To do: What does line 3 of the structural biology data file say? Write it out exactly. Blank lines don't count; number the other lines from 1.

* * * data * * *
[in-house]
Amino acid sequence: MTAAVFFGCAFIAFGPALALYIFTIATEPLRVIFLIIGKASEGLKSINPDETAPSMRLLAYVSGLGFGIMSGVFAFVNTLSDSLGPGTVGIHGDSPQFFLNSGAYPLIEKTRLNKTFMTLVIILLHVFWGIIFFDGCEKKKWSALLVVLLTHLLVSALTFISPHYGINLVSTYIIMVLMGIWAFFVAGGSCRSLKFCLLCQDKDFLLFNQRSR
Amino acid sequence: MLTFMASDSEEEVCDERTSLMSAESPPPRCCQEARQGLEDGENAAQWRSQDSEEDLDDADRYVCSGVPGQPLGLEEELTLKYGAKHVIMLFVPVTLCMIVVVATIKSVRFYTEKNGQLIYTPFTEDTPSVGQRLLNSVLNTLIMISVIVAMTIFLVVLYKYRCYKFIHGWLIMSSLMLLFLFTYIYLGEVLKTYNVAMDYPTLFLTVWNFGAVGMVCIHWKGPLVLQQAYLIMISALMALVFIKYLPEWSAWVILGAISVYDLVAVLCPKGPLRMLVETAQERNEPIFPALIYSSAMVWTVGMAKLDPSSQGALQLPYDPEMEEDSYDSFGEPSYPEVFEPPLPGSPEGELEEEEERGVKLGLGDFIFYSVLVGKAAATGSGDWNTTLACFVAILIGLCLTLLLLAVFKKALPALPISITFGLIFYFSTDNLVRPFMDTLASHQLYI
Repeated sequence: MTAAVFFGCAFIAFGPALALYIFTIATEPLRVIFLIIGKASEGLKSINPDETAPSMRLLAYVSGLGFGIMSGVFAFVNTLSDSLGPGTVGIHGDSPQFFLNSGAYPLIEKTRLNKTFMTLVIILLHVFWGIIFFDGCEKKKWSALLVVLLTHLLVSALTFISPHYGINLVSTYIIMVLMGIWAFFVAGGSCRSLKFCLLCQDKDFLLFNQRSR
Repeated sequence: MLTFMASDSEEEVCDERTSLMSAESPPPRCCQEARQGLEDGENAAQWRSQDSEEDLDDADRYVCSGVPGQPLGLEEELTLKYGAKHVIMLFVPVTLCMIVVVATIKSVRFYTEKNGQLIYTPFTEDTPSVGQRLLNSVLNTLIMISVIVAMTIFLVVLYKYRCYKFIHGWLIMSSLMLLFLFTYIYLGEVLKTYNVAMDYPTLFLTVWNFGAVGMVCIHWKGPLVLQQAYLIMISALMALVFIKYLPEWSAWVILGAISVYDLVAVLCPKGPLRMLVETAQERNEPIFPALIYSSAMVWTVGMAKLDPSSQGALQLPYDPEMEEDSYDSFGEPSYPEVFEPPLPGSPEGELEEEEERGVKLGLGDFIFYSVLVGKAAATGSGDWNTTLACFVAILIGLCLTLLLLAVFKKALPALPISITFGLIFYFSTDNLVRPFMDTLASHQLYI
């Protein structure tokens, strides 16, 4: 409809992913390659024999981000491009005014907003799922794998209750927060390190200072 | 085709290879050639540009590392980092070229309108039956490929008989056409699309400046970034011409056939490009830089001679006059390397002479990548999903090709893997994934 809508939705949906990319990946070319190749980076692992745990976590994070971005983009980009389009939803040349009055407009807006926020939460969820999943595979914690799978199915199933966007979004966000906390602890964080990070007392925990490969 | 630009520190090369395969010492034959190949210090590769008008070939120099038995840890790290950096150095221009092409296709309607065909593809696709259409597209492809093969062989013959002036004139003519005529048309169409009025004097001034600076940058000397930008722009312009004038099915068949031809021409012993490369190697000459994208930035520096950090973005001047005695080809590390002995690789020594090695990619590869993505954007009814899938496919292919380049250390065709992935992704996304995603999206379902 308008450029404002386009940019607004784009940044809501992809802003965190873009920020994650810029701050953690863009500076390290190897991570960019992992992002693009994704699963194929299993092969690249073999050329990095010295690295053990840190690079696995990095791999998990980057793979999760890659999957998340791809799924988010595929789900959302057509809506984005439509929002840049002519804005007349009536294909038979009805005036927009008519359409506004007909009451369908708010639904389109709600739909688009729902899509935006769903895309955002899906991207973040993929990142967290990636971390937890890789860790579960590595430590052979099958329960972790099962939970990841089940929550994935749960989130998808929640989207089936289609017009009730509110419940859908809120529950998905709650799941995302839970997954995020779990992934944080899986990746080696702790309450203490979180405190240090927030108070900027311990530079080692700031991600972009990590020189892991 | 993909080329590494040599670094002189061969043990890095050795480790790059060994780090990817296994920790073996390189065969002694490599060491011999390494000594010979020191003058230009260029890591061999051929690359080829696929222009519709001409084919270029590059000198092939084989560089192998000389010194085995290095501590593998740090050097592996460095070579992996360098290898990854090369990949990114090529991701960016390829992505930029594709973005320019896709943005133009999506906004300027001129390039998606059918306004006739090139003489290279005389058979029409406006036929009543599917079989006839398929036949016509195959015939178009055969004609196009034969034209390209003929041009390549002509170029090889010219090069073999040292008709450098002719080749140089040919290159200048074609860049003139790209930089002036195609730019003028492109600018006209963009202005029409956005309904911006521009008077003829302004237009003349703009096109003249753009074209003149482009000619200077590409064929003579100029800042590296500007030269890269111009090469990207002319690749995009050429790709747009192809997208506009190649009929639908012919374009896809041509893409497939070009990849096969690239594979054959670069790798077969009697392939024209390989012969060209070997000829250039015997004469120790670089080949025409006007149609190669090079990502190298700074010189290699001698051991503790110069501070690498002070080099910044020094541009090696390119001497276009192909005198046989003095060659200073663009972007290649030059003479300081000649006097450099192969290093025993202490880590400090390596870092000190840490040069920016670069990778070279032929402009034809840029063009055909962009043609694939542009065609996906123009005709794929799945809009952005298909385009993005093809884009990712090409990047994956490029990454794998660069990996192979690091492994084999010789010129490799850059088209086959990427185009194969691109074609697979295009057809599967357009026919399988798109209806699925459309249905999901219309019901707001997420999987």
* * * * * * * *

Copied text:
Amino acid sequence: MLTFMASDSEEEVCDERTSLMSAESPPPRCCQEARQGLEDGENAAQWRSQDSEEDLDDADRYVCSGVPGQPLGLEEELTLKYGAKHVIMLFVPVTLCMIVVVATIKSVRFYTEKNGQLIYTPFTEDTPSVGQRLLNSVLNTLIMISVIVAMTIFLVVLYKYRCYKFIHGWLIMSSLMLLFLFTYIYLGEVLKTYNVAMDYPTLFLTVWNFGAVGMVCIHWKGPLVLQQAYLIMISALMALVFIKYLPEWSAWVILGAISVYDLVAVLCPKGPLRMLVETAQERNEPIFPALIYSSAMVWTVGMAKLDPSSQGALQLPYDPEMEEDSYDSFGEPSYPEVFEPPLPGSPEGELEEEEERGVKLGLGDFIFYSVLVGKAAATGSGDWNTTLACFVAILIGLCLTLLLLAVFKKALPALPISITFGLIFYFSTDNLVRPFMDTLASHQLYI